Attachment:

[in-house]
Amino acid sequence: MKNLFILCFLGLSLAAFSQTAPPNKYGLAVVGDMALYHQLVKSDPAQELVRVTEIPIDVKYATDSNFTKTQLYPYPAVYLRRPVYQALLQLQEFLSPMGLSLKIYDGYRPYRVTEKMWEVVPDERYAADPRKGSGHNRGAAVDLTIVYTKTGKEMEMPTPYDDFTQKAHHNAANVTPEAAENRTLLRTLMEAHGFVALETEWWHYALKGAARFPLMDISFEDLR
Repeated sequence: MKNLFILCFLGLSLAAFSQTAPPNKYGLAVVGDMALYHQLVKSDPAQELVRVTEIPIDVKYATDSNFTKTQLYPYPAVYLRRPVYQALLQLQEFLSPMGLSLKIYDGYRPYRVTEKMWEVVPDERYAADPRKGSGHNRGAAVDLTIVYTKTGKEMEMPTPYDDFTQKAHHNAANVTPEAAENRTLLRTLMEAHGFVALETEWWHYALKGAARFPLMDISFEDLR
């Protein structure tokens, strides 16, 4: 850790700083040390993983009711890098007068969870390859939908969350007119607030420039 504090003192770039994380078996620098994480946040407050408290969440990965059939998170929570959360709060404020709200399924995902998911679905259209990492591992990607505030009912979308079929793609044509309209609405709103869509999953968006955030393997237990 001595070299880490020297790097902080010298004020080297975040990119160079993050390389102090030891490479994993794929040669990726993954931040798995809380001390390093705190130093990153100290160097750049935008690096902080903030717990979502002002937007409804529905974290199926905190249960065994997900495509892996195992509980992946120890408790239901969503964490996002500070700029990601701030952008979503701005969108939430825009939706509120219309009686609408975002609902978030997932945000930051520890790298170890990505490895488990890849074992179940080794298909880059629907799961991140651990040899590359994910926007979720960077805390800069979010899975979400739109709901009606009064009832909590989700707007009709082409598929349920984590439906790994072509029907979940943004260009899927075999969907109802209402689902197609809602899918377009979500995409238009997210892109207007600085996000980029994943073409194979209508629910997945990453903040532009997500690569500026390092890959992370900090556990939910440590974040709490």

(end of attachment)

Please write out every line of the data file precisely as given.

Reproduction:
[in-house]
Amino acid sequence: MKNLFILCFLGLSLAAFSQTAPPNKYGLAVVGDMALYHQLVKSDPAQELVRVTEIPIDVKYATDSNFTKTQLYPYPAVYLRRPVYQALLQLQEFLSPMGLSLKIYDGYRPYRVTEKMWEVVPDERYAADPRKGSGHNRGAAVDLTIVYTKTGKEMEMPTPYDDFTQKAHHNAANVTPEAAENRTLLRTLMEAHGFVALETEWWHYALKGAARFPLMDISFEDLR
Repeated sequence: MKNLFILCFLGLSLAAFSQTAPPNKYGLAVVGDMALYHQLVKSDPAQELVRVTEIPIDVKYATDSNFTKTQLYPYPAVYLRRPVYQALLQLQEFLSPMGLSLKIYDGYRPYRVTEKMWEVVPDERYAADPRKGSGHNRGAAVDLTIVYTKTGKEMEMPTPYDDFTQKAHHNAANVTPEAAENRTLLRTLMEAHGFVALETEWWHYALKGAARFPLMDISFEDLR
């Protein structure tokens, strides 16, 4: 850790700083040390993983009711890098007068969870390859939908969350007119607030420039 504090003192770039994380078996620098994480946040407050408290969440990965059939998170929570959360709060404020709200399924995902998911679905259209990492591992990607505030009912979308079929793609044509309209609405709103869509999953968006955030393997237990 001595070299880490020297790097902080010298004020080297975040990119160079993050390389102090030891490479994993794929040669990726993954931040798995809380001390390093705190130093990153100290160097750049935008690096902080903030717990979502002002937007409804529905974290199926905190249960065994997900495509892996195992509980992946120890408790239901969503964490996002500070700029990601701030952008979503701005969108939430825009939706509120219309009686609408975002609902978030997932945000930051520890790298170890990505490895488990890849074992179940080794298909880059629907799961991140651990040899590359994910926007979720960077805390800069979010899975979400739109709901009606009064009832909590989700707007009709082409598929349920984590439906790994072509029907979940943004260009899927075999969907109802209402689902197609809602899918377009979500995409238009997210892109207007600085996000980029994943073409194979209508629910997945990453903040532009997500690569500026390092890959992370900090556990939910440590974040709490």